Welcome back to Feminism in Gaming. I’m Mod Loser, Jackie, whatever you want to call me! Now to dive right into the topic, we all know that Dark Souls has a reputation for being annoyingly difficult and hard, but how does it fair from a feminist point of view? It’s true that the story of Dark Souls is mysterious and open to interpretation; however, when found it can make for more than intriguing discourse. In specific, I’d like to at base level discuss the Player Character, the Fire Keepers, and Dark Sun Gwyndolin.
Armor in Dark Souls looks like just that. Armor. Period. The armor’s proportions change slightly based on your character’s body size, but that’s it. There’s no armor shaped like breasts, there isn’t bikini mail, nothing of the sort; which is a huge plus given the gaming industry’s obsession with sexualizing individuals.
The story is no different given your gender identity selection in Dark Souls 1; nobody treats you differently, it isn’t some major plot point. Quite literally, the whole point of gender selection in Dark Souls is so that you feel more comfortable with your character. That being said it really isn’t perfect in regards to sexualization. The two examples being Quelaag and Gwynevere, with Gwynevere literally laying on her side and barely covering her massive chest, while Quelaag as a spider demon only has her chest covered by her hair. These irk me, but they’re the only two examples.
Next up is the fire keepers. A fire keeper can only be a woman, as only women have the powerful humanity that can tend to the bonfires, or so many speculate. Most fire keepers have their eyes gouged out and their tongues cut out so they cannot argue or talk back. At first, I felt like that was a reason to make a couple of these characters silent. But there are actual ways to restore the fire keepers’ Quelana and Anastacia’s methods of speaking, and learning about them as people and characters.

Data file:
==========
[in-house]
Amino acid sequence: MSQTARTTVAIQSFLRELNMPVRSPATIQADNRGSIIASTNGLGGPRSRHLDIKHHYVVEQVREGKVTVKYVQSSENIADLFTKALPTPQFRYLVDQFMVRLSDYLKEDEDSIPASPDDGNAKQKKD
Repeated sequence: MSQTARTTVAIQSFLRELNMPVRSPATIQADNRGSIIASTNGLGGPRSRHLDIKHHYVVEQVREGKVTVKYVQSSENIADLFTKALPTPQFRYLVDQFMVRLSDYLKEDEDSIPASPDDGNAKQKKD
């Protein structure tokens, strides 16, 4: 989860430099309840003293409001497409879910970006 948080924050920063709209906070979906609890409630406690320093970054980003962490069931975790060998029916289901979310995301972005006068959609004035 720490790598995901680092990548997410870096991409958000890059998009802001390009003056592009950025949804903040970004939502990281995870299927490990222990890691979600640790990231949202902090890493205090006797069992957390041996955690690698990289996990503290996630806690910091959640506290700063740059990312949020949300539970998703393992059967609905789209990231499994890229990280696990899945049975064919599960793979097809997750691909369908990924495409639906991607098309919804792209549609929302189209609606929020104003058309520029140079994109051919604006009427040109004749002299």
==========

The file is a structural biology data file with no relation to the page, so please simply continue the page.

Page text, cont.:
In fact, one Fire Keeper in Anor Londo, the woman wearing the Brass Armor set, never went through this ritual, and leads the Darkmoon Blades, a group of soldiers dedicated to working for and protecting the gods and Dark Sun Gwyndolin.
Oh, Gwyndolin, how poorly you were treated by localization. You see, Gwyndolin is an AMAB trans girl, though not necessarily by choice. It’s made abundantly clear in the game that Gwyn saw Gwyndolin’s affinity for sorcery and the moon as a feminine thing, and raised Gwyndolin as a daughter. This was meant to give us some context into Gwyn’s, admittedly, sexist and awkward thought process.
However in the Japanese text, it seems that after all of this, Gwyndolin identifies as something closer to gender queer or simply nonconforming, and the Japanese text appropriately used gender neutral pronouns when discussing Gwyndolin. This was very trans positive and made me incredibly happy, but the localization still irks me to my core.
Everyone in the game flat out ignores Gwyndolin’s identity and pronouns. They call Gwyndolin He the entire time, and it completely invalidates the lore, and the point of having a Genderqueer character that leans towards femininity.
In Japan, Gwyndolin’s voice actress was female, in the localization, the voice actor was male. You may not think this is a big deal, but erasure of trans identities happens in many games. The localization of Paper Mario: The Thousand Year Door, for example, completely removed the information that Vivian was a trans girl. This is why discussing these topics is important, because we as people are not invisible, and we deserve to be seen.
That’s all for now in this article, but I have MUCH more to say in the future! Thanks for reading guys, have an excellent day!